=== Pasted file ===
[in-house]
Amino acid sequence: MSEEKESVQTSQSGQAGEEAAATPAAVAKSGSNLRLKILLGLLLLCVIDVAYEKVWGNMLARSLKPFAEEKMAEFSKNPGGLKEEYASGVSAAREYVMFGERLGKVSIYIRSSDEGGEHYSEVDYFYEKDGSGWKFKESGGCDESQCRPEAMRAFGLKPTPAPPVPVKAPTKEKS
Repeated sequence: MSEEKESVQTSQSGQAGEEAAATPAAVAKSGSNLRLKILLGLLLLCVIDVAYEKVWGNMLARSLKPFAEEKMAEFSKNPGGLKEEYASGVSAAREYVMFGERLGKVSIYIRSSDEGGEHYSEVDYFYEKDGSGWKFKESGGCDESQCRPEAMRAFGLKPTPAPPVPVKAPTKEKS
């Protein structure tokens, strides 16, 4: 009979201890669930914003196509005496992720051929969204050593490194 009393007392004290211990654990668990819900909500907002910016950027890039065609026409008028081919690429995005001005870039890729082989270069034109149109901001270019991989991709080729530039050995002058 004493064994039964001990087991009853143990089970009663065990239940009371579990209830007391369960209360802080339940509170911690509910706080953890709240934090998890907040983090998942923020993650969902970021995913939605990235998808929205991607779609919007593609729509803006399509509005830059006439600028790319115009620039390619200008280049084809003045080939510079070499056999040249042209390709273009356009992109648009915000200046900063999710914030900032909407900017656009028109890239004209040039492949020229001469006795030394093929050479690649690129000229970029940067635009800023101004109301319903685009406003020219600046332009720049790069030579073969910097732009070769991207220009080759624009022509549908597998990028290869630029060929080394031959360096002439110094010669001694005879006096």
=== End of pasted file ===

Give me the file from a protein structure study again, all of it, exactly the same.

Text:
[in-house]
Amino acid sequence: MSEEKESVQTSQSGQAGEEAAATPAAVAKSGSNLRLKILLGLLLLCVIDVAYEKVWGNMLARSLKPFAEEKMAEFSKNPGGLKEEYASGVSAAREYVMFGERLGKVSIYIRSSDEGGEHYSEVDYFYEKDGSGWKFKESGGCDESQCRPEAMRAFGLKPTPAPPVPVKAPTKEKS
Repeated sequence: MSEEKESVQTSQSGQAGEEAAATPAAVAKSGSNLRLKILLGLLLLCVIDVAYEKVWGNMLARSLKPFAEEKMAEFSKNPGGLKEEYASGVSAAREYVMFGERLGKVSIYIRSSDEGGEHYSEVDYFYEKDGSGWKFKESGGCDESQCRPEAMRAFGLKPTPAPPVPVKAPTKEKS
């Protein structure tokens, strides 16, 4: 009979201890669930914003196509005496992720051929969204050593490194 009393007392004290211990654990668990819900909500907002910016950027890039065609026409008028081919690429995005001005870039890729082989270069034109149109901001270019991989991709080729530039050995002058 004493064994039964001990087991009853143990089970009663065990239940009371579990209830007391369960209360802080339940509170911690509910706080953890709240934090998890907040983090998942923020993650969902970021995913939605990235998808929205991607779609919007593609729509803006399509509005830059006439600028790319115009620039390619200008280049084809003045080939510079070499056999040249042209390709273009356009992109648009915000200046900063999710914030900032909407900017656009028109890239004209040039492949020229001469006795030394093929050479690649690129000229970029940067635009800023101004109301319903685009406003020219600046332009720049790069030579073969910097732009070769991207220009080759624009022509549908597998990028290869630029060929080394031959360096002439110094010669001694005879006096």